Ireland’s proposed euthanasia Bill is “dangerous” and will undermine palliative end-of-life care, campaigners have warned.
Speakers at the End of Life Matters conference, hosted by the Hope Ireland coalition, said the legislation is harmful and discriminatory.
The Irish Parliament is considering the Dying with Dignity Bill, which would legalise euthanasia and assisted suicide in the Republic of Ireland. If passed, NI residents could also travel to the South to be killed.
Among the speakers at the conference was UK Peer Baroness Finlay of Llandaff, who said the Bill risks vulnerable adults being coerced into ending their lives.
She explained that in each country where end-of-life law had changed, the numbers of those ending their lives through assisted suicide or euthanasia continually increased – despite activists’ claims that such legislation would only be for rare instances.
Lady Finlay also pointed out that a ‘cooling-off’ period of just six days after making a request for assisted suicide or euthanasia would take no account of how commonly patients change their minds over end-of-life care.
Referring to the wording of the Bill, Lady Finlay said that “you could shoot holes in just about every line of it”.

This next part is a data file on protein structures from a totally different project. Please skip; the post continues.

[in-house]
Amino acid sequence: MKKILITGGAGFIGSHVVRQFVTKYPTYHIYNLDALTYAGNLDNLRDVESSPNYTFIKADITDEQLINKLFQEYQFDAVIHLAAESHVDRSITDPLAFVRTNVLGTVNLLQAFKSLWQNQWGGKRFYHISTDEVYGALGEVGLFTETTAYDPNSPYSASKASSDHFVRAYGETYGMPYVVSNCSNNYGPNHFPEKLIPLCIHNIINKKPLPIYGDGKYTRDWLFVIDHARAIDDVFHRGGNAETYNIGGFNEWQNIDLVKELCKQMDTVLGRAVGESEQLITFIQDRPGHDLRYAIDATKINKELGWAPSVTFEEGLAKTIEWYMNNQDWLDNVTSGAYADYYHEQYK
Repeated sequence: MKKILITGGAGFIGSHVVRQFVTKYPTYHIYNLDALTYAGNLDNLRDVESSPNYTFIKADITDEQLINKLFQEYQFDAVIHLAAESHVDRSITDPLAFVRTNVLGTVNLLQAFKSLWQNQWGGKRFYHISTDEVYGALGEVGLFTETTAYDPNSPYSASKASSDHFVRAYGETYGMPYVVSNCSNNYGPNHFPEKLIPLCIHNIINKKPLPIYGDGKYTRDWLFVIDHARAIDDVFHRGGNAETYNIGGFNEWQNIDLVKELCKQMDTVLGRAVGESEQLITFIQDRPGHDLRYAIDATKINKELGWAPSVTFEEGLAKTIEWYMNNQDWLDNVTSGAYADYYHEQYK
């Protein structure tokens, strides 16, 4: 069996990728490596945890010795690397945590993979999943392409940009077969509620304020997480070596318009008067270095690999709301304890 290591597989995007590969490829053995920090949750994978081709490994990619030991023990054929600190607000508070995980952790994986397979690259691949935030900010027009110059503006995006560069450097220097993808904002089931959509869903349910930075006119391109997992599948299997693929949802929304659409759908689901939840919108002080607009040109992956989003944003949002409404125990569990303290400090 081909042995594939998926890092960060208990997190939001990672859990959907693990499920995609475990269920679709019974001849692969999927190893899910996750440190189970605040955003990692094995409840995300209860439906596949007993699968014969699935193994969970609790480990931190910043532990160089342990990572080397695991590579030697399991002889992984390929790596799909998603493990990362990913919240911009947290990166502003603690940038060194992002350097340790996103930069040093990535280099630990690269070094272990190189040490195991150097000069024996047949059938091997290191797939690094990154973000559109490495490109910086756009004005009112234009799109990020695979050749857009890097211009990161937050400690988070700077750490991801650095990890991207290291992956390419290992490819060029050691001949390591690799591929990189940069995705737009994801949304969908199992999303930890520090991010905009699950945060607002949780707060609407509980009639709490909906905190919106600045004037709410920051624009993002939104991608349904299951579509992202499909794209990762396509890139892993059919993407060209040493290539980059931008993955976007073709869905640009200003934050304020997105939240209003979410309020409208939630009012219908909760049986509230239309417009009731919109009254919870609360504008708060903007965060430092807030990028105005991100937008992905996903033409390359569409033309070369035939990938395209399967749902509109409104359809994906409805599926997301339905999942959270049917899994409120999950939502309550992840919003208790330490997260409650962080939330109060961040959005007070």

not so much a slippery slope as a push off a cliff
She highlighted that terms such as “terminally ill” and “clear and settled intention” are subjective and imprecise.
The peer stressed that doctors can not know for certain how long someone will live, citing the experience of disability champion Baroness Campbell, 61, who has been “deemed to be terminally ill” from the age of 15.
‘Push off a cliff’
Writing for The Irish Times, Breda O’Brien warned of the impact such legislation would have on the country.
She argued that the Bill is “not so much a slippery slope as a push off a cliff”.
O’Brien also said it was “ironic” that the Bill was being pushed “at a time when medicine has been forced to re-discover on a daily basis that it is difficult, if not impossible, to decide when anyone will die”.
In Portugal, the country’s Constitutional Court recently blocked new legislation which would have seen the introduction of euthanasia and assisted suicide.
Rejecting it in a 7-5 vote, the court said in a statement that the law was imprecise in identifying the circumstances under which such procedures could occur.